A quarter of a century has well-nigh rolled by since the tragic death of Abraham Lincoln. The prejudice and bitterness with which he was assailed have disappeared from the minds of men, and the world is now beginning to view him as a great historical character. Those who knew and walked with him are gradually passing away, and ere long the last man who ever heard his voice or grasped his hand will have gone from earth. With a view to throwing a light on some attributes of Lincoln's character heretofore obscure, and thus contributing to the great fund of history which goes down to posterity, these volumes are given to the world.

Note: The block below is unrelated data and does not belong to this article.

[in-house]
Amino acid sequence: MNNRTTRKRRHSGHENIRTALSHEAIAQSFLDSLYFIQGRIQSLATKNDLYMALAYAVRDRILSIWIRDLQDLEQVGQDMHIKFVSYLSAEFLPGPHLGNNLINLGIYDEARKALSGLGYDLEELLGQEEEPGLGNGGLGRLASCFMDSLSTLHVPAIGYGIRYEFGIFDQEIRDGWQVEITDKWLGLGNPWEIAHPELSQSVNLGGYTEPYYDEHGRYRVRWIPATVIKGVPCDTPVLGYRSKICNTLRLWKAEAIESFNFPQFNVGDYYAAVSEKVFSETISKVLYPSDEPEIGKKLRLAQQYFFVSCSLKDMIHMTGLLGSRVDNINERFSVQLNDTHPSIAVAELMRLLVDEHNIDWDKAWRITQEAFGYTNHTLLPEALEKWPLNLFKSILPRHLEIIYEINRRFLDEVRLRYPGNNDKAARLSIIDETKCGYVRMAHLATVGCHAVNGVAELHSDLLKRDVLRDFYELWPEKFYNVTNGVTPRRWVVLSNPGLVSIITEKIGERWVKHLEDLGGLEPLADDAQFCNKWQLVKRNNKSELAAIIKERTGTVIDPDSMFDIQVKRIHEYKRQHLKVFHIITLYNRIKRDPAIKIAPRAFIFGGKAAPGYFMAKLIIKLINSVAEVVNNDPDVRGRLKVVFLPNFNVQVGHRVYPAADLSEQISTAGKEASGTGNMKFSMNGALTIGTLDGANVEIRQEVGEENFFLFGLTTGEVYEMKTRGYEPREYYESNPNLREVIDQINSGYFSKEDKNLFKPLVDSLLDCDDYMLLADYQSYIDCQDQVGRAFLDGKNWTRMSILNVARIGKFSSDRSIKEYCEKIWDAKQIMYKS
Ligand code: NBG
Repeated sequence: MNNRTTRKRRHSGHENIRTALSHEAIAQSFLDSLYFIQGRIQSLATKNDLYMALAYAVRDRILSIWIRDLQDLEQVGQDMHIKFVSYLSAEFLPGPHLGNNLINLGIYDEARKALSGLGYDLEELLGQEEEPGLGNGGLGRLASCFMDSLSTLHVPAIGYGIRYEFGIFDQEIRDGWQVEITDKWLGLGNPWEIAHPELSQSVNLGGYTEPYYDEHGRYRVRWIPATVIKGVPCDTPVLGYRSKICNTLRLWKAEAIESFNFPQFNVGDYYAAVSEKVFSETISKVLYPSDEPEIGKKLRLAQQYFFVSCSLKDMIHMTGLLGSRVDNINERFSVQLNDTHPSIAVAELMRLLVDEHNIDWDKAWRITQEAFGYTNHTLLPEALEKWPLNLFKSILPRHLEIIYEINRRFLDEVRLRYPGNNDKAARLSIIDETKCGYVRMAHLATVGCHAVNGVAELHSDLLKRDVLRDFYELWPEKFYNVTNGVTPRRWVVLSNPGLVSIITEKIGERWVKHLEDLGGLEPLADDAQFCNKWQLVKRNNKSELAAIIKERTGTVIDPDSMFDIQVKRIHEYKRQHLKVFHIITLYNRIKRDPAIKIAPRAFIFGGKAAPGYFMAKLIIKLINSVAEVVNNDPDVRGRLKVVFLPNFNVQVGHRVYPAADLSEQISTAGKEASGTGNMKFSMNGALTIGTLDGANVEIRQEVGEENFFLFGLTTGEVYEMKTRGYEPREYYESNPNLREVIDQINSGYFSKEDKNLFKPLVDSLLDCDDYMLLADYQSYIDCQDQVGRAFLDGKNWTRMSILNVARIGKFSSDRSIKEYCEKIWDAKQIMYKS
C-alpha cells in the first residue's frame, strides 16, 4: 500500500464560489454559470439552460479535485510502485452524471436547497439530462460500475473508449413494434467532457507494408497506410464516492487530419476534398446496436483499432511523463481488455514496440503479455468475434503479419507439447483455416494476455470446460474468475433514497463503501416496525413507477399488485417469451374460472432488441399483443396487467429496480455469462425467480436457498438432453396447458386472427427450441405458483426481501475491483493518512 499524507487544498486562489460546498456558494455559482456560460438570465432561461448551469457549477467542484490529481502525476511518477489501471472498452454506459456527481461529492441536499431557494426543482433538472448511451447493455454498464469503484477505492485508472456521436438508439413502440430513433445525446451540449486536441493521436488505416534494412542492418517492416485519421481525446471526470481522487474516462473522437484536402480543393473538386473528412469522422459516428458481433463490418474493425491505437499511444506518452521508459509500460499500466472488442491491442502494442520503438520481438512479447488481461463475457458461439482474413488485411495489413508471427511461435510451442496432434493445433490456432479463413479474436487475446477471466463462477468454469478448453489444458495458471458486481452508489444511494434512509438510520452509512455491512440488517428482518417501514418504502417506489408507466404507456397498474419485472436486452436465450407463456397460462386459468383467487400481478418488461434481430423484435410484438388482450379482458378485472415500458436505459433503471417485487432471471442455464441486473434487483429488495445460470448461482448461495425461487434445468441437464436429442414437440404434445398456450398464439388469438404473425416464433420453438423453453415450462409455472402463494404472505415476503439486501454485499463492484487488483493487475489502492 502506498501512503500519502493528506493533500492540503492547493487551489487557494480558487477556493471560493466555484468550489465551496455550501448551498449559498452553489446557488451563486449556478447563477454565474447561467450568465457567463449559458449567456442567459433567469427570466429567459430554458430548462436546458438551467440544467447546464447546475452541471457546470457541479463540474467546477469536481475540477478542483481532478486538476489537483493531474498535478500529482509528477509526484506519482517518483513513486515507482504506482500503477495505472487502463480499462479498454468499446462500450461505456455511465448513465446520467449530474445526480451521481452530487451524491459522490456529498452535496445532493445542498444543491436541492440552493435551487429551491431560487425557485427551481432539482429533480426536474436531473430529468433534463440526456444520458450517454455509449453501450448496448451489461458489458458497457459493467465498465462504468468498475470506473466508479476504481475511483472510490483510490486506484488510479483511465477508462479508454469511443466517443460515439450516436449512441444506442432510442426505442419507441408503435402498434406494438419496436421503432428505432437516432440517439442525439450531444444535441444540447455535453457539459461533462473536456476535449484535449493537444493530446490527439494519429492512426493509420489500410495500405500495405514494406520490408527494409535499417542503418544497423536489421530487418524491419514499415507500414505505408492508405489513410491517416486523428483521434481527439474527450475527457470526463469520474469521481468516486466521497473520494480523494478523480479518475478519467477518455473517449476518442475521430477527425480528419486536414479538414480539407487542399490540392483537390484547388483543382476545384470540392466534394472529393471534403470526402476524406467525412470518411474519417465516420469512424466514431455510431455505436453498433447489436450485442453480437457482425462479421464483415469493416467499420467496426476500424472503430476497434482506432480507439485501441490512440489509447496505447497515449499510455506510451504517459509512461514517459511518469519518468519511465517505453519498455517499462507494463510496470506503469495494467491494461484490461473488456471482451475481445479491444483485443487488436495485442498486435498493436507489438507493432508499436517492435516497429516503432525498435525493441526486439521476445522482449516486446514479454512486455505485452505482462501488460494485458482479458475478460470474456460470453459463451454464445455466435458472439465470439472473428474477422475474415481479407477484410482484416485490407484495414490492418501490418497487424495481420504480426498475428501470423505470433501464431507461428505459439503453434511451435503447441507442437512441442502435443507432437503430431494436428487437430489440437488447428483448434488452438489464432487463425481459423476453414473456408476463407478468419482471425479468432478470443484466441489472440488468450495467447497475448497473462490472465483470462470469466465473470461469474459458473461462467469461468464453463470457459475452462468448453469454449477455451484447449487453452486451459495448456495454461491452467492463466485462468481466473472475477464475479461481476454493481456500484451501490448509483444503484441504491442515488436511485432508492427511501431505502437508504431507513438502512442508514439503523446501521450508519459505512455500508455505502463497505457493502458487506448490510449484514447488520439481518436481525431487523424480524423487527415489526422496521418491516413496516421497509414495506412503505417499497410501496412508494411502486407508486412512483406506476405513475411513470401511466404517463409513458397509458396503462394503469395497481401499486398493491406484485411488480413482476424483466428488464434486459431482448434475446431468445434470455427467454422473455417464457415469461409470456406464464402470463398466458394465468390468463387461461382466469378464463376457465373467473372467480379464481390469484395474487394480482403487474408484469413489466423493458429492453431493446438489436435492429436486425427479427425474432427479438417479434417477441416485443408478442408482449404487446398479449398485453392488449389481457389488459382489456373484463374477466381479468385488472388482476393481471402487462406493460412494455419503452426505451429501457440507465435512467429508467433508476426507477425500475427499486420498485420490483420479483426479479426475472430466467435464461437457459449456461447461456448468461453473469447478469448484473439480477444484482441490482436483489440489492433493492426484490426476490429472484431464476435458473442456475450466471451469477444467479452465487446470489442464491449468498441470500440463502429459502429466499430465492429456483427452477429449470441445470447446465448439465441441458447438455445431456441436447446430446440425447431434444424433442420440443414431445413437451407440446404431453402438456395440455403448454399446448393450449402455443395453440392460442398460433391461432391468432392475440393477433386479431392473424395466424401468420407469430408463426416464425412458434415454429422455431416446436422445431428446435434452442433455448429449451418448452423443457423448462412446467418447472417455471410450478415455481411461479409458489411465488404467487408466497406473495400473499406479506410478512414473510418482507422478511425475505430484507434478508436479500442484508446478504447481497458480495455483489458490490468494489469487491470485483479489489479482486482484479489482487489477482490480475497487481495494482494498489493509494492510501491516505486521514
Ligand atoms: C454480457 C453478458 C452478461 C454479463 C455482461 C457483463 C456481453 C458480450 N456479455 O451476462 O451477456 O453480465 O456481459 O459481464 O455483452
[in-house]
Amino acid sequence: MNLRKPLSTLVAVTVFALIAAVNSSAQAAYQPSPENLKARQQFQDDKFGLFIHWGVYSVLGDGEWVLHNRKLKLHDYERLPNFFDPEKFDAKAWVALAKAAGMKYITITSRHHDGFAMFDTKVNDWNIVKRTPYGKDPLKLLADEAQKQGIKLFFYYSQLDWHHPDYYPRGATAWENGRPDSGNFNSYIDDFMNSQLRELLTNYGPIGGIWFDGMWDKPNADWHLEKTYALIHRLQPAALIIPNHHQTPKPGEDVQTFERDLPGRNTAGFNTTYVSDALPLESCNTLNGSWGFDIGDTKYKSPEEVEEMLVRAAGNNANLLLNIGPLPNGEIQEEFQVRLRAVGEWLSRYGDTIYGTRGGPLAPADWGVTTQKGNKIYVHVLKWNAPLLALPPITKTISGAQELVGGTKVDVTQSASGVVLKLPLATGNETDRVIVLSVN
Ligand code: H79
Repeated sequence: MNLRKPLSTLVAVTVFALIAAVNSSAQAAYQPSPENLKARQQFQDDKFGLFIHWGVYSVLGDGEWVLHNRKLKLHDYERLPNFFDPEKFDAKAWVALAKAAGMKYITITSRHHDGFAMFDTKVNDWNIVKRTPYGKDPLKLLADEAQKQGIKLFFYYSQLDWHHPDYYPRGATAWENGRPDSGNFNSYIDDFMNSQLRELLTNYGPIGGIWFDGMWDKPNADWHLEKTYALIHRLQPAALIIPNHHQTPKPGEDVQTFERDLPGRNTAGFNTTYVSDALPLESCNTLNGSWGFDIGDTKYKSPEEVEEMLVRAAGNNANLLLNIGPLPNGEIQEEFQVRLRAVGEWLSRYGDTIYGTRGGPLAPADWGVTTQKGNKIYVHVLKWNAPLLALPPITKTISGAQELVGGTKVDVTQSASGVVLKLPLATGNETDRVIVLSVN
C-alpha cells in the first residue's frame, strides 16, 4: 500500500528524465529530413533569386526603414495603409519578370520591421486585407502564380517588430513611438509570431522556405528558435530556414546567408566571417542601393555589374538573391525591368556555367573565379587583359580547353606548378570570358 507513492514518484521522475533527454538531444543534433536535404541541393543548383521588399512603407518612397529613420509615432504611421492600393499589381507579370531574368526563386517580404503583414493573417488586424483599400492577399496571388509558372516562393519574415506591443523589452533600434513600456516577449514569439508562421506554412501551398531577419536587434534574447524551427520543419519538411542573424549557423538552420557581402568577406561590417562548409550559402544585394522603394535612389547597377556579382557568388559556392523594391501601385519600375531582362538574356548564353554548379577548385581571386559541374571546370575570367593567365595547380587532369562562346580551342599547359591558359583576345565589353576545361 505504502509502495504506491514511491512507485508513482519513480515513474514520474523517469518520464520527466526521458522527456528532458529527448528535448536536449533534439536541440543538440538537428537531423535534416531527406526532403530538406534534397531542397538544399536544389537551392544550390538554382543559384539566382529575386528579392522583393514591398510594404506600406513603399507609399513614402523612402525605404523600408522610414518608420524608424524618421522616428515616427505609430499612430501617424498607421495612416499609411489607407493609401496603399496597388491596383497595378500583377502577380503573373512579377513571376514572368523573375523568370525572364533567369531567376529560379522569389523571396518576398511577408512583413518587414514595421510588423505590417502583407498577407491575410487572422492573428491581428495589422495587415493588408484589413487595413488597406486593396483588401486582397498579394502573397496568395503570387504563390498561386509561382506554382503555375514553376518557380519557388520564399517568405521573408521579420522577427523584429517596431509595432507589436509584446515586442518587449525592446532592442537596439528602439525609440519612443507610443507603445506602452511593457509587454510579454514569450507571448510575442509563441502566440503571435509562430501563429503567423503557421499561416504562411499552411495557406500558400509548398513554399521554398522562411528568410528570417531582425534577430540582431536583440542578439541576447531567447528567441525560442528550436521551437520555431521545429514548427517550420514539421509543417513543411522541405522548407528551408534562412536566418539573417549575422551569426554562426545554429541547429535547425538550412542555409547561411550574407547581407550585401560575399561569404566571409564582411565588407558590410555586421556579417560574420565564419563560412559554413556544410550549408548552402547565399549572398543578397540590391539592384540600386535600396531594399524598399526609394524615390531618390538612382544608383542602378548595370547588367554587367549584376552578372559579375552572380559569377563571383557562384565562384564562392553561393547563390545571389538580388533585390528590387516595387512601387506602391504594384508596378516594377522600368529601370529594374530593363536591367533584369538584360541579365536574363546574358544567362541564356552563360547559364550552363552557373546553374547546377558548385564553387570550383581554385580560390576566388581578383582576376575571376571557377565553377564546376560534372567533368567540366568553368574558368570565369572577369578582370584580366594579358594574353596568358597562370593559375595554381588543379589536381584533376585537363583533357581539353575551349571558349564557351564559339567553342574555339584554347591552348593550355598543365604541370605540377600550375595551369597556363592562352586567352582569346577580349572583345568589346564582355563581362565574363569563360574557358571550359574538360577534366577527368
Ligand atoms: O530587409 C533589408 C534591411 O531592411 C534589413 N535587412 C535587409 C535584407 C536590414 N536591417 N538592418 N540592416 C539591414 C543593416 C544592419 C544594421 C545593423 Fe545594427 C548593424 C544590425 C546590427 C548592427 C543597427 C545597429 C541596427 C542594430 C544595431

If Mr. Lincoln is destined to fill that exalted station in history or attain that high rank in the estimation of the coming generations which has been predicted of him, it is alike just to his memory and the proper legacy of mankind that the whole truth concerning him should be known. If the story of his life is truthfully and courageously told — nothing colored or suppressed; nothing false either written or suggested — the reader will see and feel the presence of the living man. He will, in fact, live with him and be moved to think and act [viii] with him. If, on the other hand, the story is colored or the facts in any degree suppressed, the reader will be not only misled, but imposed upon as well. At last the truth will come, and no man need hope to evade it.